Traditional Mexican Clothing
There is a vast range of traditional Mexican clothing, especially in relation to which state of Mexico the clothing is from. For example dresses used in Folk Ballet (Ballet Folklorico) have a full skirt in common (which flares out in the many turns of each dance, otherwise held out by the dancers themselves) come in a variety of color and embellishments.
The two traditional dress styles I have seen the most of (and are easily recognizable) are the dresses of Jalisco and those of Veracruz used to dance the 'Son Jarocho'.
Jalisco Folklorico dresses
of bright colors - magenta, gold, pink, blue, green, yellowembellished with brightly colored ribbons that follow the hemline, encircling the skirt of the dressworn with flowers in the hair and a made-up face
Veracruz Folklorico dresses
always whitecombined with a small black half-apron, embroidered with colorful flowerscombined with a white, square shawl worn around both shoulders and fastened at the chestworn with white flamenco shoescomplemented with flowers in the hair and a fan hanging around the dancers' neck (to fend off the Veracruz heat
Veracruz Folklorico menswear
always a light-material white shirt with white dress-pantscombined with a red tie around the collarworn with a white sombreroworn with white 'Cuban heels' (shoes)
Traditional Dress for everyday
This style of dress has become well-known among Westerners as 'the boho dress', worn by the likes of Sienna Miller. It is almost just a sack in shape, made from cotton, and embellished with intricate embroidery. They come in many colors., but white is the classic. Puebla is the name of a city in Veracruz, from where this style dress originated.
What has become the standard costume for mariachi musicians was originally the clothes worn by equestrian gentlemen. The workmanship seen in these clothes is often exquisite and, along with the suits of bull-fighters, the most ornamental of all Mexican clothing. These are status-driven suits, designed to show off wealth and prestige and to illicit respect and wonder whenever worn.
The basic (and when I say basic, really these are anything but) pieces of a mariachi suit (traje) are described in the terms below:
TermsTraje De Charro
The whole suitBotonadura
) The metal decorations along the length of the pants. Usually gold or silver in color. Traditionally the more elaborate the botonaduras, the higher the status of the wearer.Cinto Piteado
A hand-made beltBotine
Short boots (the pants are rather tapered)Moño
The special bow-tie
The infamous Mexican hat dates back to the 15th century. It gets it's name from the Spanish word for shadow/shade, sombra, it's brim being wide enough to protect you from the hot Mexican sun.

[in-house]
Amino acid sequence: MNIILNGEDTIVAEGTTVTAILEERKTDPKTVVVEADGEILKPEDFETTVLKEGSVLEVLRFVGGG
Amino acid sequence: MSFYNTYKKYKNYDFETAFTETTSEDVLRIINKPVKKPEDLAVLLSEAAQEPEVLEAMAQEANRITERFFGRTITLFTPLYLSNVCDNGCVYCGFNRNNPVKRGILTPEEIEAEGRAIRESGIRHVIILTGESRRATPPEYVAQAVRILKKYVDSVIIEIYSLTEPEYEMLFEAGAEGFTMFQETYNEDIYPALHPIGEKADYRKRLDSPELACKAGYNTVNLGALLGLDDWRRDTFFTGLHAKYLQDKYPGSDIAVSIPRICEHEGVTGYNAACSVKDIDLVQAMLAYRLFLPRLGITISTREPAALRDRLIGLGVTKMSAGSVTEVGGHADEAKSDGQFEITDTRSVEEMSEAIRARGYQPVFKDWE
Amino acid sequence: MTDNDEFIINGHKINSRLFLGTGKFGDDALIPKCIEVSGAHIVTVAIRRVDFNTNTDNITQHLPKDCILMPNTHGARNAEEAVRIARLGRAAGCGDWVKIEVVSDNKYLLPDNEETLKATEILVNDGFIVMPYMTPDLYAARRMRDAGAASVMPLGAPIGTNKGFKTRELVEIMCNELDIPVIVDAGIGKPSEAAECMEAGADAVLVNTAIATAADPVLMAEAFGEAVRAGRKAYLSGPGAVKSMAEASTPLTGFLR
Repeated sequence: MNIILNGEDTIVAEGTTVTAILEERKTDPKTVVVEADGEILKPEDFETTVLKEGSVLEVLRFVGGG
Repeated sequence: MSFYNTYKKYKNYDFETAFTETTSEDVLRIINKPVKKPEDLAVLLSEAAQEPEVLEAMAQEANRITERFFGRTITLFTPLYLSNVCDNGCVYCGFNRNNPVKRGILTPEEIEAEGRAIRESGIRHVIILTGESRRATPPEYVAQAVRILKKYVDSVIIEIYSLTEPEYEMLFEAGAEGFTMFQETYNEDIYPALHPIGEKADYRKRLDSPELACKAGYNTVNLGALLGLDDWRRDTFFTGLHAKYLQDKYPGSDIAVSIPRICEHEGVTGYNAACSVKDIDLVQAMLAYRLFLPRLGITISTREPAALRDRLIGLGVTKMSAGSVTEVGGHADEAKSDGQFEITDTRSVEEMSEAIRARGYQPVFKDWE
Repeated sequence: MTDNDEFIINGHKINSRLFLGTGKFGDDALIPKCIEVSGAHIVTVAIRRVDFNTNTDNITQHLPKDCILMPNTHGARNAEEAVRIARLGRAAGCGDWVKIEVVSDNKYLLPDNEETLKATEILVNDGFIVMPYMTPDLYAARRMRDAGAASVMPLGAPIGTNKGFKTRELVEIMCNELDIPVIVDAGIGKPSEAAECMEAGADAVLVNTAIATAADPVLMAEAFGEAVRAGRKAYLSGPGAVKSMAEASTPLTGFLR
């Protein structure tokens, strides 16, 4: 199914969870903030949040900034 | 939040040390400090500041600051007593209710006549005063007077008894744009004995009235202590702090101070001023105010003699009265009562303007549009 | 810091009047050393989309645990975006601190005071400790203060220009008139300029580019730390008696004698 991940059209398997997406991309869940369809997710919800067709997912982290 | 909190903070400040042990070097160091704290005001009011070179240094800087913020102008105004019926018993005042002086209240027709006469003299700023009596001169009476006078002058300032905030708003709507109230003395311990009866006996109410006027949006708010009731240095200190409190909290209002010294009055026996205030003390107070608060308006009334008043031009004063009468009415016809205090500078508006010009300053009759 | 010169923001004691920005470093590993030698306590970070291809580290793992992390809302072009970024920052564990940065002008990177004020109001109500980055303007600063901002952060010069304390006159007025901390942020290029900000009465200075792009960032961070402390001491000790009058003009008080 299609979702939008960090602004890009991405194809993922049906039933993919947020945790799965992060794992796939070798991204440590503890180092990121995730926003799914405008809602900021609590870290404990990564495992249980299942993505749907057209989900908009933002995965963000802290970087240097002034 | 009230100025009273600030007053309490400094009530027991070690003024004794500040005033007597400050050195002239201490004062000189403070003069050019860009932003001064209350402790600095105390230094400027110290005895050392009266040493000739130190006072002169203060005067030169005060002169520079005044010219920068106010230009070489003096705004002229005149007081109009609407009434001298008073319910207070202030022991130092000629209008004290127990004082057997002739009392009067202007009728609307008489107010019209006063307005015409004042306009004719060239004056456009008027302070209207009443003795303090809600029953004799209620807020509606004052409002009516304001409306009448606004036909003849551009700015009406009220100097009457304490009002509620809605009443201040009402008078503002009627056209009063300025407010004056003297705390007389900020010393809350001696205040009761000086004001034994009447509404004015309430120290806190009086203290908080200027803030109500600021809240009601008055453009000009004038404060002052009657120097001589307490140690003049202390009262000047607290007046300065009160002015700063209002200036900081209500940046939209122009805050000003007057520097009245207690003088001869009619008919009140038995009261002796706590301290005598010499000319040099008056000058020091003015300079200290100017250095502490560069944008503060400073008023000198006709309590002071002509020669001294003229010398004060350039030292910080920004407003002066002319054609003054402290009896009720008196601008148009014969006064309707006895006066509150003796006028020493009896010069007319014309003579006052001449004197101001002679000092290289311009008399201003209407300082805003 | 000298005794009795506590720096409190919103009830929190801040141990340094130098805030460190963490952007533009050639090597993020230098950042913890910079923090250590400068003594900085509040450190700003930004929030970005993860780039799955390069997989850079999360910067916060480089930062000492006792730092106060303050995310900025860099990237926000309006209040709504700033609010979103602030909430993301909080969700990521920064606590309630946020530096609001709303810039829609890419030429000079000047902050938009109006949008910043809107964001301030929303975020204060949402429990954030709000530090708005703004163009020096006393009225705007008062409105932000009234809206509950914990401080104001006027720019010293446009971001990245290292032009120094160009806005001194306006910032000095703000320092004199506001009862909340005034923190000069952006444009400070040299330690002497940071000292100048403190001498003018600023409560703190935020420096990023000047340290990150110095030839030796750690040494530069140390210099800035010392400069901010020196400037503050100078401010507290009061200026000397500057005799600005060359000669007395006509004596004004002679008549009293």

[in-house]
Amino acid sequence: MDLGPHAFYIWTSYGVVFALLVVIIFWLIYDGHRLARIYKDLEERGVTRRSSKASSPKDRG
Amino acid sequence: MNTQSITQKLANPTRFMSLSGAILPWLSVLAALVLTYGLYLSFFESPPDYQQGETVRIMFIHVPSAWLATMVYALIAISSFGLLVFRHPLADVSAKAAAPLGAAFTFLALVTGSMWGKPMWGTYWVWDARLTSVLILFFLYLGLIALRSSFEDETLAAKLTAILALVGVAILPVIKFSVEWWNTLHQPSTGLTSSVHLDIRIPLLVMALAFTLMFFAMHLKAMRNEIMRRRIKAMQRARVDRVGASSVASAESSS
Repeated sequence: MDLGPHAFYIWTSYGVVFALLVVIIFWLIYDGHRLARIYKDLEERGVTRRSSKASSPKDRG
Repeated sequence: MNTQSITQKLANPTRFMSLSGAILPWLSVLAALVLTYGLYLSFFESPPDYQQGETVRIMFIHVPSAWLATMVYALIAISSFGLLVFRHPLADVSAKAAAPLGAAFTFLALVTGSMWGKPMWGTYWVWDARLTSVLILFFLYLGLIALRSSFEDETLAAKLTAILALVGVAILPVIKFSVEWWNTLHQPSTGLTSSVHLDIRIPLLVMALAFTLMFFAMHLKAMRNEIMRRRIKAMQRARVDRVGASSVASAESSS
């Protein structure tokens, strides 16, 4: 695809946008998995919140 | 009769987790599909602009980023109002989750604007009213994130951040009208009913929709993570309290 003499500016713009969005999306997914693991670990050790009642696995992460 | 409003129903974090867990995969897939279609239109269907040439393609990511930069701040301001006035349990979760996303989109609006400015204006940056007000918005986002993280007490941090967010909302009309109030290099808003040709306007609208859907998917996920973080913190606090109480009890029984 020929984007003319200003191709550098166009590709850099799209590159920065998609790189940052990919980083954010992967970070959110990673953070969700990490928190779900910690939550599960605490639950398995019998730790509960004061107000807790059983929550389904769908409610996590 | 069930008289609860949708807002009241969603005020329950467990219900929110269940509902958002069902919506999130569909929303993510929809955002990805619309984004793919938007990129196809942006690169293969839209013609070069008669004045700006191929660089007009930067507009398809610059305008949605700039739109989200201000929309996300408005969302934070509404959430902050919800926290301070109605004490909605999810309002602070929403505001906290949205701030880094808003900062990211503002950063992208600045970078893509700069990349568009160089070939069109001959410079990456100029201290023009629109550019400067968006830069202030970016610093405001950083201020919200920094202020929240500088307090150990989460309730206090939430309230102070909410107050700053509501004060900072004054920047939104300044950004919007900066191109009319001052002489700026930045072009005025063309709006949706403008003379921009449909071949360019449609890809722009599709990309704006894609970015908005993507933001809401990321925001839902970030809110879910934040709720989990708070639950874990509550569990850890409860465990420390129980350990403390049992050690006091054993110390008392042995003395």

The sombrero is well-known outside of Mexico, and often used as a gimmick at Mexican restaurants. And although westerners would identify large-brimmed, color-striped, straw hats as being a Mexican sombrero, the Mexicans I know wouldn't agree. They tend to identify the embroidered mono-colored cowboy-style hat as a sombrero. It's possible that Mexicans in the North would identify more with the straw hats as that is the area where straw sombreros were used.
With sombreros as with other Mexican clothing items, the style varies from region to region. There are many different shapes to a sombrero, and different width of the brim. I love seeing men in sombreros. It's something that hasn't been common in the West for many, many decades; although now thanks to Justin Timberlake and other high profile musicians, the hat has made a comeback. Why not go for one of the many classy styles of sombrero, and donate your ridiculous-looking stripey-straw-thing to a local drama group. It IS possible to dress up as 'a Mexican' and look classy you know.
They say when in Rome do as the Romans do, and if you want to have the most authentic lifestyle while in Mexico you really better dress like a Mexican. Especially in large populations like that of Mexico City, you'll be a lot safer if you look the part.
What to wear
Denim, denim, denim. Mexicans love the stuff. No baggy denim though, no flared jeans. Fitting jeans are best and those with extra details, embroidered motifs on the pockets or extra studs/domes for example, are popular. T-shirts are the norm on top, and denim jackets are common. Denim is most definitely the staple of modern Mexican clothing.
One of the biggest trends on the European catwalks for 2009 - you guessed it, DENIM. And all the stone-washed detail is coming back. Basically, Mexican denim is a popular style worldwide.
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